It Was a Very Good Year

PopRox live chat. Tomorrow. Noon. Right here. Come one, come all, we’re answering burning pop culture questions all afternoon, so anything that’s on your mind, stop by and I’ll answer it for you. Even if I don’t know the answer, I’ll make something up.

Feel free to start emailing questions in and I’ll answer them in the chat tomorrow. I promise to keep answering questions as long as people keep asking them. As long as that doesn’t interfere with happy hour, that is.

Some quick hits:

still haven't decided if she's hot or not. here? not.

still haven't decided if she's hot or not. here? not.

Starz has decided to cancel Party Down, the very funny Adam Scott-led single-camera catering company comedy. I don’t have Starz, but occasionally got to see some episodes at friends’ houses, during OnDemand free specials, whatever. It never disappoints. Where Entourage is rags-to-riches people living the beautiful Hollywood life, the stars of Party Down are the ones with their noses pressed up to the glass watching those people, hoping someday to be in a movie next to Vinny Chase. Sometimes, that’s funnier and more inclusive than being part of the in-crowd. The writing was on the wall for Party Down for months. First the hardest-working woman in Hollywood — Jane Lynch — left the show this year to star in the role of a lifetime as Sue Sylvester on Glee. Then Scott — the man who the show was built around as friends of creators Rob Thomas and Paul Rudd — darted for the richer pastures of network TV to star in Parks and Recreation. Even though Parks and Rec isn’t coming back til winter, Scott would have been gone from Party Down after this season. That’s enough hits for Starz to back away from the show that never really caught audience traction anyway. With the news that Ken Marino possibly could be a Steve Carell-Office replacement — as pointed out by the as-usual astute reader Joe Stangle — that would kill Party Down officially.

I always like doing stories about the national pop culture scene could affect local issues, even when it’s a story about the scourge of the undead, Twilight. Good line from a Simpsons repeat this weekend: “You girls can ruin anything, even vampires!” Who would have ever thought that the most vicious, soulless creatures could become heartthrobs? Stupid Angel started all this. I should be more angry at him, I just can’t be. At least we know Angel was a bad-@ss before he got cursed. That Twilight guy is just a wuss. But there’s no denying its audience, it set another midnight screening record early Wednesday morning.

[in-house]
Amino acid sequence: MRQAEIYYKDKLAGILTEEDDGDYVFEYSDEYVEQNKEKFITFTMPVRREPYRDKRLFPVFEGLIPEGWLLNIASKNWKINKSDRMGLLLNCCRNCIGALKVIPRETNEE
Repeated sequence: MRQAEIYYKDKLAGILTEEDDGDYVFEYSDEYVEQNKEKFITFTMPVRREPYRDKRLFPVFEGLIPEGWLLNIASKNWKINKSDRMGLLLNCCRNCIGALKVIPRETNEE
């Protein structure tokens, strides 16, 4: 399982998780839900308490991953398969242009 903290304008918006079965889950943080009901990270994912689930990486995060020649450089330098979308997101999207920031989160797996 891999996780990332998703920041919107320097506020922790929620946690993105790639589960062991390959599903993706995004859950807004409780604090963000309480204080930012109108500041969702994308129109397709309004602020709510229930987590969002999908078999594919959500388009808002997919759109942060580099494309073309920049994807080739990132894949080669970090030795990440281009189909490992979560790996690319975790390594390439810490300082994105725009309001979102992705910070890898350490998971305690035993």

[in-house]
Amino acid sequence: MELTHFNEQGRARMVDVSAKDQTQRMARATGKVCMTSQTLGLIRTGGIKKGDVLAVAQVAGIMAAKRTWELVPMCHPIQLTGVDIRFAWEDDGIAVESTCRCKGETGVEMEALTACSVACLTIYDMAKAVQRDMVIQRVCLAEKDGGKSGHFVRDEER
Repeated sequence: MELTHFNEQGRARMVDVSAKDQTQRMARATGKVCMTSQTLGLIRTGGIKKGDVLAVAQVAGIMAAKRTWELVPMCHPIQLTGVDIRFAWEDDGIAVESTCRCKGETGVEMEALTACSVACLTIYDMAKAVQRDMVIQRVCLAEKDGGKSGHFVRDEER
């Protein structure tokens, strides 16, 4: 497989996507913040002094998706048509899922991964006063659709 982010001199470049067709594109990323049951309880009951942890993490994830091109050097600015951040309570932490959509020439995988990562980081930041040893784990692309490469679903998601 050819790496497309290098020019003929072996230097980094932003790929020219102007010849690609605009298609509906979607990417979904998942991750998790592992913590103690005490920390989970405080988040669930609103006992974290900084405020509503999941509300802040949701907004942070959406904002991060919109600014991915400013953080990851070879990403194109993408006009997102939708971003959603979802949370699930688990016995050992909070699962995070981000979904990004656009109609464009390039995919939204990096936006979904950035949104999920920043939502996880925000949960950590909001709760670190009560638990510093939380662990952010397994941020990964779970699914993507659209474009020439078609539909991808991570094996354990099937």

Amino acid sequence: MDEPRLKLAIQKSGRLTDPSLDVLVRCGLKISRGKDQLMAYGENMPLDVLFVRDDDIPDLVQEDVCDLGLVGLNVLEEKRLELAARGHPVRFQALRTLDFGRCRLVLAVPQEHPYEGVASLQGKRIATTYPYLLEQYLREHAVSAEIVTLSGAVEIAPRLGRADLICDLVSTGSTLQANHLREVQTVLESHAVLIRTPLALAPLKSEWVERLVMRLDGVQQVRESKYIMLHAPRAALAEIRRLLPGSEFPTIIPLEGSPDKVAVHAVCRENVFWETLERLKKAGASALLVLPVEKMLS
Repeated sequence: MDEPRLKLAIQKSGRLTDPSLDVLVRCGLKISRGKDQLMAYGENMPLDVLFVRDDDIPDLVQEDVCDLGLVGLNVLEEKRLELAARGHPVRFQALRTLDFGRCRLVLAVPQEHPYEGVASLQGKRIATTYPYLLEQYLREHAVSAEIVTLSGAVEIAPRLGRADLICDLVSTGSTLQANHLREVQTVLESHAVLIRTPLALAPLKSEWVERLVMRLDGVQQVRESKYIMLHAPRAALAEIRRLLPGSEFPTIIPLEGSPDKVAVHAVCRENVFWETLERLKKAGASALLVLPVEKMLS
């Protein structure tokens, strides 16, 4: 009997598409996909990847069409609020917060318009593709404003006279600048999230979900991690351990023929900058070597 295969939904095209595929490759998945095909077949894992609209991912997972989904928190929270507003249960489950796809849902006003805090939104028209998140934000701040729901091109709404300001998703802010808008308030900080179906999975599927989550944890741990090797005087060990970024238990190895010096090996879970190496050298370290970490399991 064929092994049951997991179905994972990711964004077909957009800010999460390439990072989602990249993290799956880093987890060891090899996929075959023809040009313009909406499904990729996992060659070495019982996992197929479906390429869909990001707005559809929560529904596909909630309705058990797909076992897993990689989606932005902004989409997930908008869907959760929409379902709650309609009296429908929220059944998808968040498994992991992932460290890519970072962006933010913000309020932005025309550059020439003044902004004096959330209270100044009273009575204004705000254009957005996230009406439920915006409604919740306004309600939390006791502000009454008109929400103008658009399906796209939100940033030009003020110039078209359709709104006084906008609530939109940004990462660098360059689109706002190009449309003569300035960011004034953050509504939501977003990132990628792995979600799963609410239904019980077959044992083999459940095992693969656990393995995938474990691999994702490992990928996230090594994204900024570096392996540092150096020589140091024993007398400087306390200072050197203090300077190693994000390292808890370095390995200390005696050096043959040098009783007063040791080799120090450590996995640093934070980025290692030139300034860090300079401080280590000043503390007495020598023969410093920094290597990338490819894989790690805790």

It’s official — I’ve never seen one thing this Josh Hutcherson kid has done even though he might be the next Spider-Man. It’s not like I’m kicking myself for not seeing Firehouse Dog, but it would have been nice to have some kind of frame of reference for the kid about to take over as one of my favorite comic book character of all-time. At least I plan on seeing The Kids Are All Right, scheduled to hit the Pocono Community Theater on July 30.

If you are going to make a “complete” list of Troy McClure’s filmography, don’t make me take 10 minutes checking and re-checking for my two favorites, only to find they’re not there, then spend another 10 minutes wading through the comments to see if anyone else found them to save me time from berating the author behind this very incomplete list. That’s just exhausting and makes me not want to read Huffington Post again, ever. From season five’s Bart’s Inner Child: “You may remember from such self-help videos as Smoke Yourself Thin, or Get Confidence, Stupid!” I was thinking they may not count infomercials and let them off on a technicality, but then his dating video is on there, so not a chance. I miss Troy McClure.

moon river ...

moon river ...

Wow, 1985 was a pretty darn good year for movies. I count eight Sadowski Family Classics in this list of 25 movies from 1985 (Better Off Dead, My Science Project, Back to the Future, Goonies, Teen Wolf, Real Genius, Fletch and Pee Wee), and that doesn’t even count the Brat Pack entries of Weird Science and St. Elmo’s Fire. At some point I may go back and look at the last 25 years or so to determine the best year for movies. Off the top of my head, I’d say ’85 along with:

1994: Pulp Fiction, Shawshank Redemption, Quiz Show, Ace Ventura, Clerks, Dumb and Dumber, Ed Wood, Forrest Gump, Hoop Dreams, Speed, etc.

1999: South Park, American Beauty, Being John Malkovich, Titanic, Blair Witch, Dogma, Election, Sixth Sense, Magnolia, Fight Club, etc.

I’d have a really, really tough time deciding between those three, and those are only off the top of my head. Might be a good topic for tomorrow’s chat, so come ready with evidence of your favorite movie year!

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